At some 1.3 million described species, insects account for more than two-thirds of all known organisms, date back some 400 million years, and have many kinds of interactions with humans and other forms of life on earth.Field Museum of Natural History
The Field Museum of Natural History (FMNH), also known as The Field Museum, is a natural history museum in Chicago, and is one of the largest such museums in the world. The museum maintains its status as a premier natural-history museum through the size and quality of its educational and scientific programs, as well as due to its extensive scientific-specimen and artifact collections. The diverse, high-quality permanent exhibitions, which attract up to two million visitors annually, range from the earliest fossils to past and current cultures from around the world to interactive programming demonstrating today's urgent conservation needs. The museum is named in honor of its first major benefactor, the department-store magnate Marshall Field. The museum and its collections originated from the 1893 World’s Columbian Exposition and the artifacts displayed at the fair.The museum maintains a temporary exhibition program of traveling shows as well as in-house produced topical exhibitions. The professional staff maintains collections of over 24 million specimens and objects that provide the basis for the museum’s scientific-research programs. These collections include the full range of existing biodiversity, gems, meteorites, fossils, and rich anthropological collections and cultural artifacts from around the globe. The museum's library, which contains over 275,000 books, journals, and photo archives focused on biological systematics, evolutionary biology, geology, archaeology, ethnology and material culture, supports the museum’s academic-research faculty and exhibit development. The academic faculty and scientific staff engage in field expeditions, in biodiversity and cultural research on every continent, in local and foreign student training, and in stewardship of the rich specimen and artifact collections. They work in close collaboration with public programming exhibitions and education initiatives.Francis Walker (entomologist)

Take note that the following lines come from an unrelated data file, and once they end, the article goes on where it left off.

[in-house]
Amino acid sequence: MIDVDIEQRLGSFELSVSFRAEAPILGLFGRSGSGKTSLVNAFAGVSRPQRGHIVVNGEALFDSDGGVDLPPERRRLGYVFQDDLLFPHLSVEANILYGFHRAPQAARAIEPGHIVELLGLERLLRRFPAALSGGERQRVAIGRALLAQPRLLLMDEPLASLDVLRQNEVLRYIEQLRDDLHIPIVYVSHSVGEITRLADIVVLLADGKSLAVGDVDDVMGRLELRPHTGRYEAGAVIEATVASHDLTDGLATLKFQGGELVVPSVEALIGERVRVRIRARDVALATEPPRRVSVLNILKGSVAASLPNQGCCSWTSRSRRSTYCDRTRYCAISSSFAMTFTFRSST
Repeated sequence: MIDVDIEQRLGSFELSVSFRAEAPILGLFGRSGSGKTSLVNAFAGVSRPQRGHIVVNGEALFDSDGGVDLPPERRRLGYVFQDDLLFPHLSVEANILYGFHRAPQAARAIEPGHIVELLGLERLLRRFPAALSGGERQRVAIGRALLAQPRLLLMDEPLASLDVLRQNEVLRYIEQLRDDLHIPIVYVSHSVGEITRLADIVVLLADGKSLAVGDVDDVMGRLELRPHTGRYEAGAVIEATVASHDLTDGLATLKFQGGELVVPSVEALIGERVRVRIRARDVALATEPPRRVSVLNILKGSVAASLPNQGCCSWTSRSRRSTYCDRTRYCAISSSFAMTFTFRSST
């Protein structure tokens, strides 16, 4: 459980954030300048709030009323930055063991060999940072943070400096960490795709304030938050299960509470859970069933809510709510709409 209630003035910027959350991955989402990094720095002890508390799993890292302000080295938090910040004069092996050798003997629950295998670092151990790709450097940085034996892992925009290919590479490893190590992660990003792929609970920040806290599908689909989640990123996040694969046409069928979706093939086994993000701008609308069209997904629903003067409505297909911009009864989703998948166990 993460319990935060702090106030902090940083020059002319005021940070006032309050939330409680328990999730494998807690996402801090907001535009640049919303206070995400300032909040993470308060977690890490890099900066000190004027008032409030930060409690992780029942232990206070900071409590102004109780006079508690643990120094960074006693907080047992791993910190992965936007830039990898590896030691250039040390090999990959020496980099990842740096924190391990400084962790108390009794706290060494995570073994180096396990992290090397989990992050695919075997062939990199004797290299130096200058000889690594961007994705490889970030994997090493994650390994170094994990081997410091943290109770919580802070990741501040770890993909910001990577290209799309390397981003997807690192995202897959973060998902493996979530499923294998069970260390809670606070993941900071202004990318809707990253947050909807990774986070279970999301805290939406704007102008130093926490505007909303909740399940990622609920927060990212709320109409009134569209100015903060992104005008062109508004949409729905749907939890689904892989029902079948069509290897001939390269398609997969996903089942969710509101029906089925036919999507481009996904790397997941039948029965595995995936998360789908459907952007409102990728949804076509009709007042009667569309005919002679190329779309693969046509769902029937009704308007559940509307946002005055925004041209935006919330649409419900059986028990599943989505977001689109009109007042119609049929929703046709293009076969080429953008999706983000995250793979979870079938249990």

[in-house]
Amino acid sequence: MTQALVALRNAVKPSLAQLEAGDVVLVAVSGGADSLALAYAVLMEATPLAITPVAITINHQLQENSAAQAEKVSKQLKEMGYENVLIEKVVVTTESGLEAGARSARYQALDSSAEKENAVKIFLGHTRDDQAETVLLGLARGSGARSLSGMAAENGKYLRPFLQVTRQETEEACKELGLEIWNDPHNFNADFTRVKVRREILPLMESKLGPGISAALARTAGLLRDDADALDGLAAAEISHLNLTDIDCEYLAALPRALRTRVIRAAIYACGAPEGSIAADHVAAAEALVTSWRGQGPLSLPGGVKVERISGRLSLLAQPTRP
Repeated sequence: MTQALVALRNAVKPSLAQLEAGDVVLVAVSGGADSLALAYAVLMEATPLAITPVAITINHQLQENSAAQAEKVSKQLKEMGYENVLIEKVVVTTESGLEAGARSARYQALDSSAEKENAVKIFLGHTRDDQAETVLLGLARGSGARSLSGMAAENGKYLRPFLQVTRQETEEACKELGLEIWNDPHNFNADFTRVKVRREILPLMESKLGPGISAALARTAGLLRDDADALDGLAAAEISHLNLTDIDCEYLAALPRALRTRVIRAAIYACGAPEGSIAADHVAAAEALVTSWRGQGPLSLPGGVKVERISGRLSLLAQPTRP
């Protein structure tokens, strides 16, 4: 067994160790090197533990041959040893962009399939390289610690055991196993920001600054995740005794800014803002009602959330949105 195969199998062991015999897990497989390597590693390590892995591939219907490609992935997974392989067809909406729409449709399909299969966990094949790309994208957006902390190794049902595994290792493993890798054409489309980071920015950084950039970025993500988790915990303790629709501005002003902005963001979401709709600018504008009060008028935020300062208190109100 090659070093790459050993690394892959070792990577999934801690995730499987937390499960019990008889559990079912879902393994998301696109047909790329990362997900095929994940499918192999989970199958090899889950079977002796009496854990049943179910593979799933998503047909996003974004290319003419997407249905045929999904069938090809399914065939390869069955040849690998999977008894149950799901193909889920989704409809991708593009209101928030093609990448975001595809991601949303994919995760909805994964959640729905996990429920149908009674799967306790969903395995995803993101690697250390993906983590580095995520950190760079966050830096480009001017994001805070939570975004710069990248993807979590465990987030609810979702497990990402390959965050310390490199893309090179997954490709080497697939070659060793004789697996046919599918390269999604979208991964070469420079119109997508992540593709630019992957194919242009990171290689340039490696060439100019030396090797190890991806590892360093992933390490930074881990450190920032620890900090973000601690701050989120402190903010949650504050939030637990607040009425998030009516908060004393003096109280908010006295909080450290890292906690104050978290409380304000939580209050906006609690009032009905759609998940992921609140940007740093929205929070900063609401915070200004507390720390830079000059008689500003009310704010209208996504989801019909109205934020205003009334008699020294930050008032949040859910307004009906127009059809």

Francis Walker (31 July 1809 – 5 October 1874) was an English entomologist. He was one of the most prolific authors in entomology, and stirred controversy during his later life as his publications resulted in a huge number of junior synonyms.
Walker was contracted by the British Museum between June 1848 and late 1873 to catalogue their insects (except Coleoptera). He was born in Southgate, England on 31 July 1809 and died at Wanstead, England on 5 October 1874. Walker added an immense amount of material to the collections of the British Museum and wrote over 300 scientific papers and notes. He is best known for his catalogues of Orthoptera, Neuroptera, Hemiptera, Diptera, Lepidoptera and Hymenoptera. Collaborating with Alexander Henry Haliday, a lifelong friend, he was one of the first students of the Chalcidoidea. He was also a close friend of John Curtis. Walker was a fellow of the Entomological Society. Walker's specimens are in the Natural History Museum, London; Hope Department of Entomology, University of Oxford; the National Museum of Ireland, Dublin; Zoologische Staatssammlung München and the School of Medicine, Cairo, Egypt.Melanesia
Melanesia (UK: , US: ) is a subregion of Oceania extending from New Guinea island in the southwestern Pacific Ocean to the Arafura Sea, and eastward to Tonga.